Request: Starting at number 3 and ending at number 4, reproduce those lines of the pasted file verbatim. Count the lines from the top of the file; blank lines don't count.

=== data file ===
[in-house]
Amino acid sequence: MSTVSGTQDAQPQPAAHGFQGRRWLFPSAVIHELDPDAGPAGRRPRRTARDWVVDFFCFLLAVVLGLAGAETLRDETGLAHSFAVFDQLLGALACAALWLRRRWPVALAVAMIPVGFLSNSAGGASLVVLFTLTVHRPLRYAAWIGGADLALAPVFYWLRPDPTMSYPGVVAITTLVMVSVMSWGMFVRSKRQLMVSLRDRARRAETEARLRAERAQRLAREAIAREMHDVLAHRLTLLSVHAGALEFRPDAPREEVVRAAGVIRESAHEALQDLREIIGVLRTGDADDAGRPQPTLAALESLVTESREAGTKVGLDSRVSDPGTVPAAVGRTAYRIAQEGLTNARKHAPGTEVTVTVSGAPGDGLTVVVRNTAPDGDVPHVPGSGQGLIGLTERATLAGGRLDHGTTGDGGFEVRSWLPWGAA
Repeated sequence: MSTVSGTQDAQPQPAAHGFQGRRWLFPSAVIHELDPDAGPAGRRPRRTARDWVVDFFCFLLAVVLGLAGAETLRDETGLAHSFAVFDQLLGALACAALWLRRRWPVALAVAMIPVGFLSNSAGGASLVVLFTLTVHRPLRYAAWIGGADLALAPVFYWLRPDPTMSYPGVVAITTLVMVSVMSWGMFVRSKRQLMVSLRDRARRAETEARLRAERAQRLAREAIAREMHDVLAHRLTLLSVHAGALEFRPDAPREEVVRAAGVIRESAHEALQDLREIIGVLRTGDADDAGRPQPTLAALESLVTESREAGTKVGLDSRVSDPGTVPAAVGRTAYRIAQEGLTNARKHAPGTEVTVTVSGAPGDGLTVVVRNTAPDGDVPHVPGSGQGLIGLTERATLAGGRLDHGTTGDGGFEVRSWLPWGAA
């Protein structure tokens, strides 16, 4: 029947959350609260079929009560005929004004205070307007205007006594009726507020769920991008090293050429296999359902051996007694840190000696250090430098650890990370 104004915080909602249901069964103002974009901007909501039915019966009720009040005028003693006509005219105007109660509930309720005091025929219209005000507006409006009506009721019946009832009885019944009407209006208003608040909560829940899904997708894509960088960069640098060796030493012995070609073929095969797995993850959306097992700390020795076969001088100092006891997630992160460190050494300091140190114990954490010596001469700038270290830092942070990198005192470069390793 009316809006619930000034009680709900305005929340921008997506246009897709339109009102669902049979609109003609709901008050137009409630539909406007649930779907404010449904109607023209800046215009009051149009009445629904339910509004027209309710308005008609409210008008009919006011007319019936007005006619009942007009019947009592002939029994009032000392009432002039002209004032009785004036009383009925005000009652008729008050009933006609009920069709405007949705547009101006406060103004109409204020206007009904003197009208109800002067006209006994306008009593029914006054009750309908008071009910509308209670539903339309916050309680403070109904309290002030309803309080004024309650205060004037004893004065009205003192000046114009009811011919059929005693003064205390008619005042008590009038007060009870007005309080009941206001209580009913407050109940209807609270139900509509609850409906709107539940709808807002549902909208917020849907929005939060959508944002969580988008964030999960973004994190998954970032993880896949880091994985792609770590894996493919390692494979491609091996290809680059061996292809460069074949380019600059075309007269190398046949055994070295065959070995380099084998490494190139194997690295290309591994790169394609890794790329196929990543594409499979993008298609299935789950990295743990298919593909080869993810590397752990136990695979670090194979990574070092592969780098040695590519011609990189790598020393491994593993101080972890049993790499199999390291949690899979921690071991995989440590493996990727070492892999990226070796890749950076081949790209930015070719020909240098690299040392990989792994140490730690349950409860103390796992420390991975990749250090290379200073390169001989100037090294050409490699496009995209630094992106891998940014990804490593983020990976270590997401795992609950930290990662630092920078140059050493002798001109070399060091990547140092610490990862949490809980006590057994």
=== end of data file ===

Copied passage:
Repeated sequence: MSTVSGTQDAQPQPAAHGFQGRRWLFPSAVIHELDPDAGPAGRRPRRTARDWVVDFFCFLLAVVLGLAGAETLRDETGLAHSFAVFDQLLGALACAALWLRRRWPVALAVAMIPVGFLSNSAGGASLVVLFTLTVHRPLRYAAWIGGADLALAPVFYWLRPDPTMSYPGVVAITTLVMVSVMSWGMFVRSKRQLMVSLRDRARRAETEARLRAERAQRLAREAIAREMHDVLAHRLTLLSVHAGALEFRPDAPREEVVRAAGVIRESAHEALQDLREIIGVLRTGDADDAGRPQPTLAALESLVTESREAGTKVGLDSRVSDPGTVPAAVGRTAYRIAQEGLTNARKHAPGTEVTVTVSGAPGDGLTVVVRNTAPDGDVPHVPGSGQGLIGLTERATLAGGRLDHGTTGDGGFEVRSWLPWGAA
């Protein structure tokens, strides 16, 4: 029947959350609260079929009560005929004004205070307007205007006594009726507020769920991008090293050429296999359902051996007694840190000696250090430098650890990370 104004915080909602249901069964103002974009901007909501039915019966009720009040005028003693006509005219105007109660509930309720005091025929219209005000507006409006009506009721019946009832009885019944009407209006208003608040909560829940899904997708894509960088960069640098060796030493012995070609073929095969797995993850959306097992700390020795076969001088100092006891997630992160460190050494300091140190114990954490010596001469700038270290830092942070990198005192470069390793 009316809006619930000034009680709900305005929340921008997506246009897709339109009102669902049979609109003609709901008050137009409630539909406007649930779907404010449904109607023209800046215009009051149009009445629904339910509004027209309710308005008609409210008008009919006011007319019936007005006619009942007009019947009592002939029994009032000392009432002039002209004032009785004036009383009925005000009652008729008050009933006609009920069709405007949705547009101006406060103004109409204020206007009904003197009208109800002067006209006994306008009593029914006054009750309908008071009910509308209670539903339309916050309680403070109904309290002030309803309080004024309650205060004037004893004065009205003192000046114009009811011919059929005693003064205390008619005042008590009038007060009870007005309080009941206001209580009913407050109940209807609270139900509509609850409906709107539940709808807002549902909208917020849907929005939060959508944002969580988008964030999960973004994190998954970032993880896949880091994985792609770590894996493919390692494979491609091996290809680059061996292809460069074949380019600059075309007269190398046949055994070295065959070995380099084998490494190139194997690295290309591994790169394609890794790329196929990543594409499979993008298609299935789950990295743990298919593909080869993810590397752990136990695979670090194979990574070092592969780098040695590519011609990189790598020393491994593993101080972890049993790499199999390291949690899979921690071991995989440590493996990727070492892999990226070796890749950076081949790209930015070719020909240098690299040392990989792994140490730690349950409860103390796992420390991975990749250090290379200073390169001989100037090294050409490699496009995209630094992106891998940014990804490593983020990976270590997401795992609950930290990662630092920078140059050493002798001109070399060091990547140092610490990862949490809980006590057994």